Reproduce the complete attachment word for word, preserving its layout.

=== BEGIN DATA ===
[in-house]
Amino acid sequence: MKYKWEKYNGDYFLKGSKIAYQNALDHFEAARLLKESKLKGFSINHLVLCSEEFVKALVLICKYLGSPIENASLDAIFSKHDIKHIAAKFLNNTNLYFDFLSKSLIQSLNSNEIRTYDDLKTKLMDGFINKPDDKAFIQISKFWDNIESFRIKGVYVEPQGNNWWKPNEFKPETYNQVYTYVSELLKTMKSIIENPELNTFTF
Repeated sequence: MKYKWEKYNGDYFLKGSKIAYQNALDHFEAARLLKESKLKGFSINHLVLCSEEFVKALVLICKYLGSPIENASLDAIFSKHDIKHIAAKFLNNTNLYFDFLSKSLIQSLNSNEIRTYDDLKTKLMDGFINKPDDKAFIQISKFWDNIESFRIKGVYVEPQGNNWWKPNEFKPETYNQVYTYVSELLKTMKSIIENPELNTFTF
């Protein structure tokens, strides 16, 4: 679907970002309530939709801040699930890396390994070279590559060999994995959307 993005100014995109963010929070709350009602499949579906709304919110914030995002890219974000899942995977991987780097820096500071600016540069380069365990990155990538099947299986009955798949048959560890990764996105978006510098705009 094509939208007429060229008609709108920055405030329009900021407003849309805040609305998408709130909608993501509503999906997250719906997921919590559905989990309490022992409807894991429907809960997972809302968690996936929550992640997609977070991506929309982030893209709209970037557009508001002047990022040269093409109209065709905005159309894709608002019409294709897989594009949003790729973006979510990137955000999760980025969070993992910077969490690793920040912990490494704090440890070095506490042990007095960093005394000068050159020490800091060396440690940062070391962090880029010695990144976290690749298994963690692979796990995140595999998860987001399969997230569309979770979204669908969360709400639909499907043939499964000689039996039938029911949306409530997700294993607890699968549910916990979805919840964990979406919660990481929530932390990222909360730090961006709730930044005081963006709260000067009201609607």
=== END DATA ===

[in-house]
Amino acid sequence: MKYKWEKYNGDYFLKGSKIAYQNALDHFEAARLLKESKLKGFSINHLVLCSEEFVKALVLICKYLGSPIENASLDAIFSKHDIKHIAAKFLNNTNLYFDFLSKSLIQSLNSNEIRTYDDLKTKLMDGFINKPDDKAFIQISKFWDNIESFRIKGVYVEPQGNNWWKPNEFKPETYNQVYTYVSELLKTMKSIIENPELNTFTF
Repeated sequence: MKYKWEKYNGDYFLKGSKIAYQNALDHFEAARLLKESKLKGFSINHLVLCSEEFVKALVLICKYLGSPIENASLDAIFSKHDIKHIAAKFLNNTNLYFDFLSKSLIQSLNSNEIRTYDDLKTKLMDGFINKPDDKAFIQISKFWDNIESFRIKGVYVEPQGNNWWKPNEFKPETYNQVYTYVSELLKTMKSIIENPELNTFTF
């Protein structure tokens, strides 16, 4: 679907970002309530939709801040699930890396390994070279590559060999994995959307 993005100014995109963010929070709350009602499949579906709304919110914030995002890219974000899942995977991987780097820096500071600016540069380069365990990155990538099947299986009955798949048959560890990764996105978006510098705009 094509939208007429060229008609709108920055405030329009900021407003849309805040609305998408709130909608993501509503999906997250719906997921919590559905989990309490022992409807894991429907809960997972809302968690996936929550992640997609977070991506929309982030893209709209970037557009508001002047990022040269093409109209065709905005159309894709608002019409294709897989594009949003790729973006979510990137955000999760980025969070993992910077969490690793920040912990490494704090440890070095506490042990007095960093005394000068050159020490800091060396440690940062070391962090880029010695990144976290690749298994963690692979796990995140595999998860987001399969997230569309979770979204669908969360709400639909499907043939499964000689039996039938029911949306409530997700294993607890699968549910916990979805919840964990979406919660990481929530932390990222909360730090961006709730930044005081963006709260000067009201609607």